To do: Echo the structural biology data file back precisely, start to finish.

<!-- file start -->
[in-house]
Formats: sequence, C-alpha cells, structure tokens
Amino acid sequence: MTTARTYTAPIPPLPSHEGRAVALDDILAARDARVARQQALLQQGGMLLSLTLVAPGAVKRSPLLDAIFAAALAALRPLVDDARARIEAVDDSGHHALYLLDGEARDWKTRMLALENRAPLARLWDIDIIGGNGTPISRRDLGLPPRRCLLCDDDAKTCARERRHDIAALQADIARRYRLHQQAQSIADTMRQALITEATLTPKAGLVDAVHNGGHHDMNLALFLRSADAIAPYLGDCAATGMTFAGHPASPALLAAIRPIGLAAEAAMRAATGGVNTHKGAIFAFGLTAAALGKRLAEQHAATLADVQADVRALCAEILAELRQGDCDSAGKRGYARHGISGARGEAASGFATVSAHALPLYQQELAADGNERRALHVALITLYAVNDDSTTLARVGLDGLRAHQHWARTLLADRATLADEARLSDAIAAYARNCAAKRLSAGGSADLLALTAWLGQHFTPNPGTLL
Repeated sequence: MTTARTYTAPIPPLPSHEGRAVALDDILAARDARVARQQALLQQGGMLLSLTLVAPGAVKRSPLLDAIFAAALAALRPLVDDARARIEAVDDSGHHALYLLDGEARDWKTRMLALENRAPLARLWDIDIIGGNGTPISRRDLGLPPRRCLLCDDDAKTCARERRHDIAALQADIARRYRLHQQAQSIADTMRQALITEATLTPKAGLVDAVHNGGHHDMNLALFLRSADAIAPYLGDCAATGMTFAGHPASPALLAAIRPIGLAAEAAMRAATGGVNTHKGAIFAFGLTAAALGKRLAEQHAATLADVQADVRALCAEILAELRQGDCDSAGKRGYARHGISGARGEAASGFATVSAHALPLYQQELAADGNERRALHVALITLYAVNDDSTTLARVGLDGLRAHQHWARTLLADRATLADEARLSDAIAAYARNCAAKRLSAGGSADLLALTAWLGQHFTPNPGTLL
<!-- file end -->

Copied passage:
[in-house]
Formats: sequence, C-alpha cells, structure tokens
Amino acid sequence: MTTARTYTAPIPPLPSHEGRAVALDDILAARDARVARQQALLQQGGMLLSLTLVAPGAVKRSPLLDAIFAAALAALRPLVDDARARIEAVDDSGHHALYLLDGEARDWKTRMLALENRAPLARLWDIDIIGGNGTPISRRDLGLPPRRCLLCDDDAKTCARERRHDIAALQADIARRYRLHQQAQSIADTMRQALITEATLTPKAGLVDAVHNGGHHDMNLALFLRSADAIAPYLGDCAATGMTFAGHPASPALLAAIRPIGLAAEAAMRAATGGVNTHKGAIFAFGLTAAALGKRLAEQHAATLADVQADVRALCAEILAELRQGDCDSAGKRGYARHGISGARGEAASGFATVSAHALPLYQQELAADGNERRALHVALITLYAVNDDSTTLARVGLDGLRAHQHWARTLLADRATLADEARLSDAIAAYARNCAAKRLSAGGSADLLALTAWLGQHFTPNPGTLL
Repeated sequence: MTTARTYTAPIPPLPSHEGRAVALDDILAARDARVARQQALLQQGGMLLSLTLVAPGAVKRSPLLDAIFAAALAALRPLVDDARARIEAVDDSGHHALYLLDGEARDWKTRMLALENRAPLARLWDIDIIGGNGTPISRRDLGLPPRRCLLCDDDAKTCARERRHDIAALQADIARRYRLHQQAQSIADTMRQALITEATLTPKAGLVDAVHNGGHHDMNLALFLRSADAIAPYLGDCAATGMTFAGHPASPALLAAIRPIGLAAEAAMRAATGGVNTHKGAIFAFGLTAAALGKRLAEQHAATLADVQADVRALCAEILAELRQGDCDSAGKRGYARHGISGARGEAASGFATVSAHALPLYQQELAADGNERRALHVALITLYAVNDDSTTLARVGLDGLRAHQHWARTLLADRATLADEARLSDAIAAYARNCAAKRLSAGGSADLLALTAWLGQHFTPNPGTLL